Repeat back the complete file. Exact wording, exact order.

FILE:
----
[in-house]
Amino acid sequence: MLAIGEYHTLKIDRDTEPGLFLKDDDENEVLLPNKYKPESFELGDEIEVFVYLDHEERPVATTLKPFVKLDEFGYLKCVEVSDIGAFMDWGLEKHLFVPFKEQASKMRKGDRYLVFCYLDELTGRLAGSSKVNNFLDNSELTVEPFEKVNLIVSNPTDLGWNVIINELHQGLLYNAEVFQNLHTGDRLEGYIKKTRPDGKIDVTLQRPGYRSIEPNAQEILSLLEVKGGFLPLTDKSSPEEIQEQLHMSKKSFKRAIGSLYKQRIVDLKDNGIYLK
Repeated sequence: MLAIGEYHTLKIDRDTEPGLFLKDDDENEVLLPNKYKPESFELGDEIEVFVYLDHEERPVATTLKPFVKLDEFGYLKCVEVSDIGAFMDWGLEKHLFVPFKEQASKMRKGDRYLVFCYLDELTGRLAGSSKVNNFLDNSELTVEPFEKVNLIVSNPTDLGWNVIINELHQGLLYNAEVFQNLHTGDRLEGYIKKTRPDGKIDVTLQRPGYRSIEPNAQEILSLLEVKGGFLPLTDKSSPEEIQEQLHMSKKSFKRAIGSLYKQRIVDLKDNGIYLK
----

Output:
[in-house]
Amino acid sequence: MLAIGEYHTLKIDRDTEPGLFLKDDDENEVLLPNKYKPESFELGDEIEVFVYLDHEERPVATTLKPFVKLDEFGYLKCVEVSDIGAFMDWGLEKHLFVPFKEQASKMRKGDRYLVFCYLDELTGRLAGSSKVNNFLDNSELTVEPFEKVNLIVSNPTDLGWNVIINELHQGLLYNAEVFQNLHTGDRLEGYIKKTRPDGKIDVTLQRPGYRSIEPNAQEILSLLEVKGGFLPLTDKSSPEEIQEQLHMSKKSFKRAIGSLYKQRIVDLKDNGIYLK
Repeated sequence: MLAIGEYHTLKIDRDTEPGLFLKDDDENEVLLPNKYKPESFELGDEIEVFVYLDHEERPVATTLKPFVKLDEFGYLKCVEVSDIGAFMDWGLEKHLFVPFKEQASKMRKGDRYLVFCYLDELTGRLAGSSKVNNFLDNSELTVEPFEKVNLIVSNPTDLGWNVIINELHQGLLYNAEVFQNLHTGDRLEGYIKKTRPDGKIDVTLQRPGYRSIEPNAQEILSLLEVKGGFLPLTDKSSPEEIQEQLHMSKKSFKRAIGSLYKQRIVDLKDNGIYLK